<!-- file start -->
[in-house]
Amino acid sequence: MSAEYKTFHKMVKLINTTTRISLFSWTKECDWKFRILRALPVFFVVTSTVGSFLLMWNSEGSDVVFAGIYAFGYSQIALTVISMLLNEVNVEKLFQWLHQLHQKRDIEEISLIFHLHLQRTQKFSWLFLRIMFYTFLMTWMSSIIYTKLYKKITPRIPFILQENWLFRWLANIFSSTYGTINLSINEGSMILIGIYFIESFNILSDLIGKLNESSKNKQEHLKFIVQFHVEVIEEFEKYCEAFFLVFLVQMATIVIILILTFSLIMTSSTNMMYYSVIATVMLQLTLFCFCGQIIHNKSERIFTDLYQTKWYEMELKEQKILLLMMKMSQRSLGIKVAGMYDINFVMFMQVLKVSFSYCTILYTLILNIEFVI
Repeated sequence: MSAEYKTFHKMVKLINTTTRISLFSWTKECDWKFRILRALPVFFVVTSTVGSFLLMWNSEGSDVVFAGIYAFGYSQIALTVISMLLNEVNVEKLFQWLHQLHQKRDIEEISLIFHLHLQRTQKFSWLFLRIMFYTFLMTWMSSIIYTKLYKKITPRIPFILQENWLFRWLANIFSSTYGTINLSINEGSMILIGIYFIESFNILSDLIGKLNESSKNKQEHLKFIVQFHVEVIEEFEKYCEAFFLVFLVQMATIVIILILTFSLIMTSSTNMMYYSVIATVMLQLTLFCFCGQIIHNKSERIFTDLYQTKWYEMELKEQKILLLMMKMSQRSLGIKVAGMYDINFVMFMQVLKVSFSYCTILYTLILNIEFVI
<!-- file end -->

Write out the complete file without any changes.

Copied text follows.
[in-house]
Amino acid sequence: MSAEYKTFHKMVKLINTTTRISLFSWTKECDWKFRILRALPVFFVVTSTVGSFLLMWNSEGSDVVFAGIYAFGYSQIALTVISMLLNEVNVEKLFQWLHQLHQKRDIEEISLIFHLHLQRTQKFSWLFLRIMFYTFLMTWMSSIIYTKLYKKITPRIPFILQENWLFRWLANIFSSTYGTINLSINEGSMILIGIYFIESFNILSDLIGKLNESSKNKQEHLKFIVQFHVEVIEEFEKYCEAFFLVFLVQMATIVIILILTFSLIMTSSTNMMYYSVIATVMLQLTLFCFCGQIIHNKSERIFTDLYQTKWYEMELKEQKILLLMMKMSQRSLGIKVAGMYDINFVMFMQVLKVSFSYCTILYTLILNIEFVI
Repeated sequence: MSAEYKTFHKMVKLINTTTRISLFSWTKECDWKFRILRALPVFFVVTSTVGSFLLMWNSEGSDVVFAGIYAFGYSQIALTVISMLLNEVNVEKLFQWLHQLHQKRDIEEISLIFHLHLQRTQKFSWLFLRIMFYTFLMTWMSSIIYTKLYKKITPRIPFILQENWLFRWLANIFSSTYGTINLSINEGSMILIGIYFIESFNILSDLIGKLNESSKNKQEHLKFIVQFHVEVIEEFEKYCEAFFLVFLVQMATIVIILILTFSLIMTSSTNMMYYSVIATVMLQLTLFCFCGQIIHNKSERIFTDLYQTKWYEMELKEQKILLLMMKMSQRSLGIKVAGMYDINFVMFMQVLKVSFSYCTILYTLILNIEFVI